Gallic Empire

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The Gallic Empire (Latin: Imperium Galliarum) is the modern name[by whom?] for a breakaway realm that existed from 260 to 274. It originated during the Roman Empire's Crisis of the Third Century.

It was founded by Postumus in 260 in the wake of barbarian invasions and instability in Rome, and at its height included the territories of Germania, Gaul, Britannia, and Hispania. After Postumus' assassination in 268 it lost much of its territory, but continued under a number of emperors and usurpers. It was retaken by Roman Emperor Aurelian after the Battle of Châlons in 274.




The Crisis of the Third Century began as Emperor Valerian was defeated and captured by the Sassanid Empire of Persia, leaving his son Gallienus in very shaky control. Shortly thereafter, the Palmyrene Empire, which came to encompass Egypt, Syria, Judea, and Arabia Petraea also broke away.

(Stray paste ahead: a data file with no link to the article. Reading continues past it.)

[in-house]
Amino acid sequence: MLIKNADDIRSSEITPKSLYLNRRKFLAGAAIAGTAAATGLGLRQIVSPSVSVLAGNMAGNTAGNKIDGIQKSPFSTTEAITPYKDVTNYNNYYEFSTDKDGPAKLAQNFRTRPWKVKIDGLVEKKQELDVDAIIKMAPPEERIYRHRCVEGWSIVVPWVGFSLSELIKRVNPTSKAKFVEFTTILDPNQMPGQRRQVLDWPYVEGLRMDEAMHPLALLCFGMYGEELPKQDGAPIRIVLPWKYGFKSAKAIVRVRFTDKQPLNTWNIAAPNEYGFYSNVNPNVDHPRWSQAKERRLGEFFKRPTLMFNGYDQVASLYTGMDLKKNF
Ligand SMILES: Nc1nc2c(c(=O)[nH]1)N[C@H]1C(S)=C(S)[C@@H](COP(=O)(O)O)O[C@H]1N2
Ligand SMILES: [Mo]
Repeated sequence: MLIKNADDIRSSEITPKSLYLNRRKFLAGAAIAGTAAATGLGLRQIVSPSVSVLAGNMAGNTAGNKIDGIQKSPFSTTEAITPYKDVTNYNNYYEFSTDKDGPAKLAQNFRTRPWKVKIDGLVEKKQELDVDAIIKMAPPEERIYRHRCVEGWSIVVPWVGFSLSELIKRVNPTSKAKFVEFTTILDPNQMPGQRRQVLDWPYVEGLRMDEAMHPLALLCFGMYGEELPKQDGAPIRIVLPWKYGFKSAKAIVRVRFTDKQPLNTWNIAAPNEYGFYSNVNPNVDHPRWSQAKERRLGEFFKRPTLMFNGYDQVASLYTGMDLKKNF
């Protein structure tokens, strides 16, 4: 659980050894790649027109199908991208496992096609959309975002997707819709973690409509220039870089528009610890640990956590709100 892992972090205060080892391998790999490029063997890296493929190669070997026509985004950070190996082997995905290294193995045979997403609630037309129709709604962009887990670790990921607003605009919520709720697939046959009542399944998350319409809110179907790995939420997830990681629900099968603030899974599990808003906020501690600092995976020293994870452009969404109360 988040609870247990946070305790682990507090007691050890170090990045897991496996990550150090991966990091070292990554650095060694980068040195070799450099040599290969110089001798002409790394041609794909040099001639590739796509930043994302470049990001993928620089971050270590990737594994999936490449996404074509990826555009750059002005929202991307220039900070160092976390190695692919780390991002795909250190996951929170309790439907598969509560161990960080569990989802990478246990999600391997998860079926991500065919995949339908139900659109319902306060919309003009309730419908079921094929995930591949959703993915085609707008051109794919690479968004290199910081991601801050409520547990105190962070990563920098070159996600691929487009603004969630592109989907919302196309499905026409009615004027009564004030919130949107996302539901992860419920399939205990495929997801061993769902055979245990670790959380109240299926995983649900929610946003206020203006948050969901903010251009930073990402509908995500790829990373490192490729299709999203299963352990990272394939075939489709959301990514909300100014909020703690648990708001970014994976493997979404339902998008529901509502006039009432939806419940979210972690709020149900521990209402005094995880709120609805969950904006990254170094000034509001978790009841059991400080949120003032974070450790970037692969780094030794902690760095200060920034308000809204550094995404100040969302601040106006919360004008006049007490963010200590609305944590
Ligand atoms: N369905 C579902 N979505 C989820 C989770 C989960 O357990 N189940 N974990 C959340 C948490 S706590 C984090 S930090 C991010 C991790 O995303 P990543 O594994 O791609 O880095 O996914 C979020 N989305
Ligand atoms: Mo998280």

The governors in Pannonia staged unsuccessful local revolts. The emperor left to the Danube to attend to their disruption. This left Postumus, who was governor of Germania Superior and Inferior, in charge at the Rhine border. The imperial heir Saloninus and the praetorian prefect Silvanus remained at Colonia Agrippina (Cologne), to keep the young heir out of danger and perhaps also as a control on Postumus' ambitions. Before long, however, Postumus besieged Colonia Agrippina and put the young heir and his guardian to death. Postumus established his capital at Cologne.

The Gallic Empire had its own senate, two annually elected consuls (not all of the names of the consuls have survived) and its own praetorian guard. Postumus himself seems to have held the office of consul five times.

Postumus successfully fended off Gallienus in 263, and was never challenged by him again. However, in early 268 he was challenged by Laelianus, probably one of his commanders, who was declared emperor at Mainz by his Legio XXII Primigenia. Postumus quickly retook Mainz and Laelianus was killed. However the success meant little and he was overthrown and killed by his own troops, reportedly because he did not allow them to sack the city.[1]

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